An extraordinary legal battle is shaping up in the Federal Court with a multinational software company suing NSW Police for wide-scale copyright piracy.
UK software company Micro Focus is demanding at least $10 million in damages from NSW Police.
It claims NSW Police has been using pirated copies of their computer software for more than a decade to run their COPS (Computerised Operational Police System) - the largest criminal intelligence database in the country.
It was a routine request from the NSW Ombudsman's office back in August 2010 that first set off alarm bells for Bruce Craig, the Australasian managing director of Micro Focus.
"Our team was out at the Ombudsman's and in a conversation they said they were accessing the COPS database using our software," he told 7.30.
"And we said what software - you don't own our software?"
The software in question is called ViewNow. It is a mainframe computer program NSW Police began using in 1998 to access the COPS database, which holds the highly confidential details of just about every citizen in the state.
He says police were allowed to use up to 6,500 ViewNow licences and if they wanted any more, they would have to pay for them.
"The licenses were for police only. Yet police were out there handing out our software like confetti," he said.
'Out of control'
But it gets worse. Micro Focus say when they asked police just how many of the 6,500 ViewNow licenses they were using, a police employee allegedly told them: "Oh f--k. We've rolled out 16,000 devices".
"They did not pay for those extra licenses," Mr Craig said.
"It's incredible. It shows an organisation that's completely out of control."
Mr Craig says police have spent the past 18 months stalling.
At first, he says, police claimed they had lost the contract. He says they then told him it was impossible to tell exactly how many of the 20,000-strong police workforce had been using the software over the past decade.
Mr Speck, a former NSW detective, says the idea that NSW Police - the fifth largest police force in the world - cannot track every piece of software they are using seems extraordinary.
"Cant find the license is the pirates' equivalent of the dog ate my homework," he said.
"They said if we wanted to audit them we would require a court order," Mr Craig said.
"The minute we advised police there was an issue they began de-installing our software. They de-installed it without keeping records."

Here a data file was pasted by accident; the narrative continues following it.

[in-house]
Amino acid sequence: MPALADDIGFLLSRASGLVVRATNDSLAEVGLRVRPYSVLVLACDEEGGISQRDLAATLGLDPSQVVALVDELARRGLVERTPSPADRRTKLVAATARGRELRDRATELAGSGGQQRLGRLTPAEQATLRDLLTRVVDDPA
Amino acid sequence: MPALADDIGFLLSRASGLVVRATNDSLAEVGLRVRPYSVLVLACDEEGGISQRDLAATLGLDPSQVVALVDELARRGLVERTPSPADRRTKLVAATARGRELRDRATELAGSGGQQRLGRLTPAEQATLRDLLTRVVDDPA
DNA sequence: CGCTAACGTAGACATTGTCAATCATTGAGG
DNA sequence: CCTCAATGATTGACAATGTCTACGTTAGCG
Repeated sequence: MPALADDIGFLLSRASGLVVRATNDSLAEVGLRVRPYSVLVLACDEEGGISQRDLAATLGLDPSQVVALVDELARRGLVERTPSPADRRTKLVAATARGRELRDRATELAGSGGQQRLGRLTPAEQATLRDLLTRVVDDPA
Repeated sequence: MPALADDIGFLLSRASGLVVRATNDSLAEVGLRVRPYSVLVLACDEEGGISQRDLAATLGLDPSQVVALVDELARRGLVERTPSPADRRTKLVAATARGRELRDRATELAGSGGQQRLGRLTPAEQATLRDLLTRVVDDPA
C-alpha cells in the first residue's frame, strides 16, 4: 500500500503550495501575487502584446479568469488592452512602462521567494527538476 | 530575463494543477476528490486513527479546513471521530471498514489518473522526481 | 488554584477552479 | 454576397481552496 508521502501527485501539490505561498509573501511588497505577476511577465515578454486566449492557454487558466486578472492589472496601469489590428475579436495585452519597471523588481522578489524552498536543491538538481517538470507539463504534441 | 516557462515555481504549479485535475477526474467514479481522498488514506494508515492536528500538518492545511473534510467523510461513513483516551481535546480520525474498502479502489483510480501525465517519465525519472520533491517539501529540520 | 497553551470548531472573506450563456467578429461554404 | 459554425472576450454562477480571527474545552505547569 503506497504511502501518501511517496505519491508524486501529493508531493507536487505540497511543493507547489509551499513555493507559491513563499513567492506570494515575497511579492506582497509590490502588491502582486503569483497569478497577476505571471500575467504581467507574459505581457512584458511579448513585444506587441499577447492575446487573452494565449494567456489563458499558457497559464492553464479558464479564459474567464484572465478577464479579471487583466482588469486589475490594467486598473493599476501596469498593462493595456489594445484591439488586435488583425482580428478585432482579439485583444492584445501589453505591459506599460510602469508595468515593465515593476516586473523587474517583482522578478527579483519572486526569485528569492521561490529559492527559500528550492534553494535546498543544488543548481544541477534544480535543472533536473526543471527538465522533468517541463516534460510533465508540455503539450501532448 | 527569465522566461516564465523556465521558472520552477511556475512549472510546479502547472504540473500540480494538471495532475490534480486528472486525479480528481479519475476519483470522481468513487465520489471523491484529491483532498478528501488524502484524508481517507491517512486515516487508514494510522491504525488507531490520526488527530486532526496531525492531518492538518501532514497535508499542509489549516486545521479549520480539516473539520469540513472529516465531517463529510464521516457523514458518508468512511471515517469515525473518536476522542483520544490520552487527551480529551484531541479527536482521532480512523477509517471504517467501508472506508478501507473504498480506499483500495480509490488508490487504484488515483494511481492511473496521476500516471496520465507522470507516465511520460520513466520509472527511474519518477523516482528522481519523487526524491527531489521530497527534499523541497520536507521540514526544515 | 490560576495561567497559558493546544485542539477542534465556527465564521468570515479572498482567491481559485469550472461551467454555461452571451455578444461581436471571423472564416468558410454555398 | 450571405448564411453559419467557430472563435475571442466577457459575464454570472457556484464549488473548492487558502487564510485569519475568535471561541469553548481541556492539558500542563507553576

In essence, the NSW Police defence is that it has all been a terrible misunderstanding.
In its statement of defence before the Federal Court, NSW Police say on their reading of their contract, Micro Focus had not limited them to 6,500 ViewNow licenses. Rather, it gave them the right to reproduce as many licenses as they wanted.
"No software company would give away their IP forever for unlimited use," Mr Craig said.
But it is about to get even uglier. Micro Focus plans to launch yet another lawsuit, this time accusing the police of trying to replace the first batch of pirated software with another batch of pirated software which also belongs to Micro Focus.
The company claims this latest version of pirated software - a NetManage Applet - was provided by NSW Police to Corrective Services last year as they were scrambling to delete the ViewNow software.
But what Micro Focus now wants to know is how widely the pirated Applet is being used to run the COPS system.
"What's incredible is that they've gone to any length to try and avoid discovery of what's being used in there," Mr Craig said.
"They've been continually deleting our product, they need to replace it with something.
"And that they've replaced it with another license they have no right to use, its just astonishing. It's madness."
NSW Police have denied the latest allegations by Micro Focus, and have vowed to "vigorously defend" any future court action.